With smart cars increasingly common and self-driving cars getting ever closer to becoming a reality, the roads in major cities look set undergo a transformation.

However, with recent statistics from public transport provider the Go-Ahead Group revealing that traffic jams are costing commuters more than 55 hours of sleep a year, could commuters soon ditch the roads altogether and take to the skies instead?

With urban traffic congestion affecting every major city and putting strain on infrastructure, remotely-piloted passenger drone taxis may be the answer.

Drone taxis are automated vehicles similar to the drones that most are now familiar with but scaled up to be large enough fit passengers. What makes them different to other air vehicles is that they are unmanned, and can fly close to the ground, making them a viable option for commuting.

Several projects trialling drone taxis are already operational around the globe. In 2017, Dubai conducted its first tests of an unmanned drone taxi service, an unmanned two-seater taxi was flown for five-minutes. Similarly, Chinese drone manufacturer Ehang successfully completing a manned test flight of its 184 drone earlier this year.

Drone taxis in less than a decade

There are several businesses developing individual urban air transport. Amongst them is German company, Velocopter. The company is due to showcase its latest passenger drone, the Volocopter X2, an 18-rotor taxi drone, at the upcoming FAI International Drones Conference and Expo, and hopes that it could become the “yellow cab of the future.”

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By GlobalData

Co-founder and chief innovation officer at Volocopter Alex Zosel believes that drone taxis could be a feature of smart cities in less than a decade:

“It’s closer than you think, we expect the next demo cases to happen in 2019 and the first commercial routes will be open for use within five years. In Bruchsal, near Volocopter’s headquarters, the Volocopter flies regularly as part of our flight test programme, showing that technologically, air taxis are possible. Now we are working together with cities and partners to show how such an air taxi system can be integrated in existing infrastructure.”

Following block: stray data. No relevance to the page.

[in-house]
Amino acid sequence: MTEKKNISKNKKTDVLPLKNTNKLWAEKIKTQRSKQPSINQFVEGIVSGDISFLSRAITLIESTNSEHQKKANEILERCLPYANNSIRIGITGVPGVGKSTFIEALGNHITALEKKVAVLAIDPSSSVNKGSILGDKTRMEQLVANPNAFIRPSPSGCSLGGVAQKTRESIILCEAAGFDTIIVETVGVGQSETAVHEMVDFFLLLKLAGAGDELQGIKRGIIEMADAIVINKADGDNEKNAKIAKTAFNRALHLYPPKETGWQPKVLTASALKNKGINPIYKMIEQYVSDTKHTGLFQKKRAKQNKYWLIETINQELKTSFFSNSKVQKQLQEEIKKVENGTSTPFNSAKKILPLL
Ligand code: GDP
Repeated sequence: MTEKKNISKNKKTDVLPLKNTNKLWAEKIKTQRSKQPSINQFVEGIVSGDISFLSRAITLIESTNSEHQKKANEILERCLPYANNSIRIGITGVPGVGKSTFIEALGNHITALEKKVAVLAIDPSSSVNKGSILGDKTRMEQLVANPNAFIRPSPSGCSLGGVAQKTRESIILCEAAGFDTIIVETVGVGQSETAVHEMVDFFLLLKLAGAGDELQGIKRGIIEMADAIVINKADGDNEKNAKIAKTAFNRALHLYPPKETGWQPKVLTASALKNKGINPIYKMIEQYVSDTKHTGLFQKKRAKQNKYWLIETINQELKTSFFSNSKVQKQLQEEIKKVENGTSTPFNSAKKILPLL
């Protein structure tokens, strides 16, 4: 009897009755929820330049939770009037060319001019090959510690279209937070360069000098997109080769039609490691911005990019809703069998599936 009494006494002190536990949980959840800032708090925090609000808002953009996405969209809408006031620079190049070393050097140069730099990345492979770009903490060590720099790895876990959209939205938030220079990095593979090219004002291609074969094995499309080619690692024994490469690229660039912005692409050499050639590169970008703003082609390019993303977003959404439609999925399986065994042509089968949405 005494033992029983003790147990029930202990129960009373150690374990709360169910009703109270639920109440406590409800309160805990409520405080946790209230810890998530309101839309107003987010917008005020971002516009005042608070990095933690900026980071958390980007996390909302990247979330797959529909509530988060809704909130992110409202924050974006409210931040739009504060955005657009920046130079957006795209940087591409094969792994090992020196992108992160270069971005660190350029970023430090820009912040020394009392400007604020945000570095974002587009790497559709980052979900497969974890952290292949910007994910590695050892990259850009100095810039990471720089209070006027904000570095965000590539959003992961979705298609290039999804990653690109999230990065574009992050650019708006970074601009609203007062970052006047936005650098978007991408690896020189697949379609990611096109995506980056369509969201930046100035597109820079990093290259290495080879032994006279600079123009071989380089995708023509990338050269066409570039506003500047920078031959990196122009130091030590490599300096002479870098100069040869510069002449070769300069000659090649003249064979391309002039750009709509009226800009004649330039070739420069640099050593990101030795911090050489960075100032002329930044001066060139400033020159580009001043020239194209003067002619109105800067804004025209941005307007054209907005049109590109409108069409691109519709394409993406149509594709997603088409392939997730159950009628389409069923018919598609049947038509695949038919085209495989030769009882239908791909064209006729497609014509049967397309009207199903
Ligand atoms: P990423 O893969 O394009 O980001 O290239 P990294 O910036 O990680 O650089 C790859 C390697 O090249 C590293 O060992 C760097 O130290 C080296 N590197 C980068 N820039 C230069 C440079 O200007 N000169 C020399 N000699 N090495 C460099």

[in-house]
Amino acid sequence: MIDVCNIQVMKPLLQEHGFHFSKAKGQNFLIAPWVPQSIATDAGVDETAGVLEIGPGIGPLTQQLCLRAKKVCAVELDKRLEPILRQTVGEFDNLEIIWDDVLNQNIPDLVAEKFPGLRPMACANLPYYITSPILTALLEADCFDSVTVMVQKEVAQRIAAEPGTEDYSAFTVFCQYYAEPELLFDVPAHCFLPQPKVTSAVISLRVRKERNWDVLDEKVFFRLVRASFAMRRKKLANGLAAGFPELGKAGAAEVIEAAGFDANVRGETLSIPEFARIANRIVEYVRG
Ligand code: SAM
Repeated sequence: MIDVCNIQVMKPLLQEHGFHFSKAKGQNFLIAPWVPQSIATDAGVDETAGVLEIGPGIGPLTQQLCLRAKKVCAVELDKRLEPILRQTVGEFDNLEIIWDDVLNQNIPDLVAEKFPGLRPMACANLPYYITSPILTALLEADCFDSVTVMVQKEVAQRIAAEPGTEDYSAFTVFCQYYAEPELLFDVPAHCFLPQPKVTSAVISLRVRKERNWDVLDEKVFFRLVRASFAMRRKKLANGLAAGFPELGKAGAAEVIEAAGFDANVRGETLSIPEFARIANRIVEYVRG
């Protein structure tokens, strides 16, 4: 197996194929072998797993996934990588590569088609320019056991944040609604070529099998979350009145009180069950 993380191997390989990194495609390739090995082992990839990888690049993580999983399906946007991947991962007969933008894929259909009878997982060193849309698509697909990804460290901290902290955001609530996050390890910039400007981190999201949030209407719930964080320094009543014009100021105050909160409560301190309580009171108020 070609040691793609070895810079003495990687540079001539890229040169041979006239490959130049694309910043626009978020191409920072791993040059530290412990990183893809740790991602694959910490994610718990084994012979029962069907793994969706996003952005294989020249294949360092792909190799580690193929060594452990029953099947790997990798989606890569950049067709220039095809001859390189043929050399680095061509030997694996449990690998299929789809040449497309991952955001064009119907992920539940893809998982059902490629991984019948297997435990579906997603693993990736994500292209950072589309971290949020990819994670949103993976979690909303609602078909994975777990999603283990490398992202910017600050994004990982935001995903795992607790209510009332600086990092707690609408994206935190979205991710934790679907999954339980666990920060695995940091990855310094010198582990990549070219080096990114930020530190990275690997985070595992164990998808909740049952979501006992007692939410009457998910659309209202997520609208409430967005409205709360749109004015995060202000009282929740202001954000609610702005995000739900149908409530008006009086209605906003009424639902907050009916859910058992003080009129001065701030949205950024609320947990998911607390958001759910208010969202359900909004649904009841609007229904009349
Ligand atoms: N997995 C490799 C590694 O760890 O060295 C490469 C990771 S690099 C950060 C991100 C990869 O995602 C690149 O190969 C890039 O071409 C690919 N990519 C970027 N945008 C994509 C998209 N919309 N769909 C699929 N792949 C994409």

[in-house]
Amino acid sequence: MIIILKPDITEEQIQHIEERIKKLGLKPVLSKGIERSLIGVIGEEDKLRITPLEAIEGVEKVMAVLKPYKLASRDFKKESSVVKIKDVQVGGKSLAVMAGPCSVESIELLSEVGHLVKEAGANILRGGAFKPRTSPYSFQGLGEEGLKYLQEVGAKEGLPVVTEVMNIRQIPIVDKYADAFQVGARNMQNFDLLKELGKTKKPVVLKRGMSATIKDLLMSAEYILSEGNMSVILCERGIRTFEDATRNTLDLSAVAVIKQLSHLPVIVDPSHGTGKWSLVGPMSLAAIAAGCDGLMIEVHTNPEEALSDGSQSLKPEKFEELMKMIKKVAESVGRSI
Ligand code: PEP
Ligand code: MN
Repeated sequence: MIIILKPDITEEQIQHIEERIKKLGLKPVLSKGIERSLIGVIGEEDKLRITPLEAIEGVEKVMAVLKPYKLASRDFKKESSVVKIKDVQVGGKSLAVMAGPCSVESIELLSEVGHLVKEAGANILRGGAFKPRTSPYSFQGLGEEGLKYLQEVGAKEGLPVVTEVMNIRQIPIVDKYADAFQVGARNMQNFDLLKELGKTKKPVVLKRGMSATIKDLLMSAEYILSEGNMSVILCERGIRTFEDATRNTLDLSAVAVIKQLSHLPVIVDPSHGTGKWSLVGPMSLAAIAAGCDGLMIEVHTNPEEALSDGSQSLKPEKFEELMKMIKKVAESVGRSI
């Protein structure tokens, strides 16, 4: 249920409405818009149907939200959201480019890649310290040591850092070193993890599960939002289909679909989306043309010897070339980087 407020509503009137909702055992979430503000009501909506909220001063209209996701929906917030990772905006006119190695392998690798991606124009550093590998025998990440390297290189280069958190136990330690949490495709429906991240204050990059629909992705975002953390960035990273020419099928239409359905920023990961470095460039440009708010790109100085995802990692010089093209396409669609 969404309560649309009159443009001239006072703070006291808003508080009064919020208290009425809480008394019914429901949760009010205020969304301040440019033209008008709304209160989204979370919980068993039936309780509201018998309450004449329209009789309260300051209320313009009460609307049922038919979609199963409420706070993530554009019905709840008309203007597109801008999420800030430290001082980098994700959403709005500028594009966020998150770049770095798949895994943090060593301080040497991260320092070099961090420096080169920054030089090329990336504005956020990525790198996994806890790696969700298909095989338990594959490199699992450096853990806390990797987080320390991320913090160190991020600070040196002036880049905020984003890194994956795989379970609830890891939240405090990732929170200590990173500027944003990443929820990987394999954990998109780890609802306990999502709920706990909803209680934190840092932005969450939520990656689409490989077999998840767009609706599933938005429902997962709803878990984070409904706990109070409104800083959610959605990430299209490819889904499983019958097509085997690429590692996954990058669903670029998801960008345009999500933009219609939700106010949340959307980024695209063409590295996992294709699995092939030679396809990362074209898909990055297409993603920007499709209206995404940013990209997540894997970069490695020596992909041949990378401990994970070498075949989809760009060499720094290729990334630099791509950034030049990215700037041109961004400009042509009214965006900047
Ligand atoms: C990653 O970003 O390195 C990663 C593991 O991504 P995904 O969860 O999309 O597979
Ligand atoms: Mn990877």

A significant step in establishing drone taxis as a viable transportation system is working out how they can safely operate in the lower airspace. This requires regulation and an air an air traffic control system specifically for this type of vehicle. The capacity and height at which they will be permitted to fly is yet to be established and Zosel believes that this must occur before the technology can take off:

“The two biggest topics that still need to be defined before air taxis take off are the air traffic management system for the lower air space in cities and regulation. The air traffic management system will monitor and coordinate all Volocopters, emergency helicopters, parcel drones and other participants in the lower airspace…The other topic is certification. As we are already in close contact with the European Aviation Safety Agency (EASA) to define what is necessary for certification and what a flight test programme will look like, we know that they are excited to be an enabler of this new technology.”

Which cities will get drone taxis first?

In terms of where the first drone taxis will be put into commercial use, Zosel is unsure, but believes that those wishing to become smart cities will embrace the technology:

“Cities from around the world are approaching us to integrate air taxis into their mobility solutions. It is impossible to say which city will open the first commercial Volocopter route at this moment, but in the past few months, a number of Asian cities have been very keen to show their innovative spirit and smartness by pushing the topic of air taxis.”

However, what is certain is that the technology must be accessible and affordable for its benefits to be fully harnessed. Zosel believes it is vital to ensure drone taxis are not prohibitively expensive:

“Helping to relieve the impeding traffic chaos in megacities and changing the way people travel around their home town, is only possible, if you provide a service with high capacity. Offering an air taxi for a few rich people will not solve the infrastructure challenges cities are facing today…We are also big fans of flying, so making urban air taxis affordable for the many, not the few, is important. Taxi drones will allow them to see their city from a whole new perspective. I like the idea of that.”